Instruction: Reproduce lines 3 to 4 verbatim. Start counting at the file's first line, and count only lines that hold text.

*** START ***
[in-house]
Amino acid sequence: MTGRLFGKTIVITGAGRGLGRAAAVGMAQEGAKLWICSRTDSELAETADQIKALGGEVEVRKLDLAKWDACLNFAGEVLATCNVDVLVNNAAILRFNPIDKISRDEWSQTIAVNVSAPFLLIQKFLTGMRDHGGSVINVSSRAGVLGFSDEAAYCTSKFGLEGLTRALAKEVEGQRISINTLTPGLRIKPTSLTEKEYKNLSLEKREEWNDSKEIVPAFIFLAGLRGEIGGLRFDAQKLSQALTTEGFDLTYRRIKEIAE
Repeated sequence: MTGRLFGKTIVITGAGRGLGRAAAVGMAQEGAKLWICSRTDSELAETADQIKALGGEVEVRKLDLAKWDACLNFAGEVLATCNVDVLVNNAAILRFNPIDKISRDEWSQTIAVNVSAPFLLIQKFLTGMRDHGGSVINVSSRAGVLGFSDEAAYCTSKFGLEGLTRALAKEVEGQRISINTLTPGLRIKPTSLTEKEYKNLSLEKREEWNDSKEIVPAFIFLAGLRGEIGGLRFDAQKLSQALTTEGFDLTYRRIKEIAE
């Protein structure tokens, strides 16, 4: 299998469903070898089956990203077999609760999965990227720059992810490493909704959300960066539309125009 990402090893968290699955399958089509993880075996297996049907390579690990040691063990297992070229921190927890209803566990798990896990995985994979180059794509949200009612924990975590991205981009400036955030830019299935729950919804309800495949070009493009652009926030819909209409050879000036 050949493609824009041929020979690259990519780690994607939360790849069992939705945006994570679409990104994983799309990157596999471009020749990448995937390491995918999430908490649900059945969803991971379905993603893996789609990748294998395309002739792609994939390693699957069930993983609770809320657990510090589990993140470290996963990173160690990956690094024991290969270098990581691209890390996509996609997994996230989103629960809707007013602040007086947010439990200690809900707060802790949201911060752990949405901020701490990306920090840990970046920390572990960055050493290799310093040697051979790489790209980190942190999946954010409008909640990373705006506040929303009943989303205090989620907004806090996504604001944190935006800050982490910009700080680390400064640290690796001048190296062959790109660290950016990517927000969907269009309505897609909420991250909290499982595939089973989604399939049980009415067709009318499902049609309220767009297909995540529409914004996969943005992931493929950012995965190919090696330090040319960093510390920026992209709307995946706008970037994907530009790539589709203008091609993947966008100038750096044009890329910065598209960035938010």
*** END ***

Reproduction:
Repeated sequence: MTGRLFGKTIVITGAGRGLGRAAAVGMAQEGAKLWICSRTDSELAETADQIKALGGEVEVRKLDLAKWDACLNFAGEVLATCNVDVLVNNAAILRFNPIDKISRDEWSQTIAVNVSAPFLLIQKFLTGMRDHGGSVINVSSRAGVLGFSDEAAYCTSKFGLEGLTRALAKEVEGQRISINTLTPGLRIKPTSLTEKEYKNLSLEKREEWNDSKEIVPAFIFLAGLRGEIGGLRFDAQKLSQALTTEGFDLTYRRIKEIAE
């Protein structure tokens, strides 16, 4: 299998469903070898089956990203077999609760999965990227720059992810490493909704959300960066539309125009 990402090893968290699955399958089509993880075996297996049907390579690990040691063990297992070229921190927890209803566990798990896990995985994979180059794509949200009612924990975590991205981009400036955030830019299935729950919804309800495949070009493009652009926030819909209409050879000036 050949493609824009041929020979690259990519780690994607939360790849069992939705945006994570679409990104994983799309990157596999471009020749990448995937390491995918999430908490649900059945969803991971379905993603893996789609990748294998395309002739792609994939390693699957069930993983609770809320657990510090589990993140470290996963990173160690990956690094024991290969270098990581691209890390996509996609997994996230989103629960809707007013602040007086947010439990200690809900707060802790949201911060752990949405901020701490990306920090840990970046920390572990960055050493290799310093040697051979790489790209980190942190999946954010409008909640990373705006506040929303009943989303205090989620907004806090996504604001944190935006800050982490910009700080680390400064640290690796001048190296062959790109660290950016990517927000969907269009309505897609909420991250909290499982595939089973989604399939049980009415067709009318499902049609309220767009297909995540529409914004996969943005992931493929950012995965190919090696330090040319960093510390920026992209709307995946706008970037994907530009790539589709203008091609993947966008100038750096044009890329910065598209960035938010």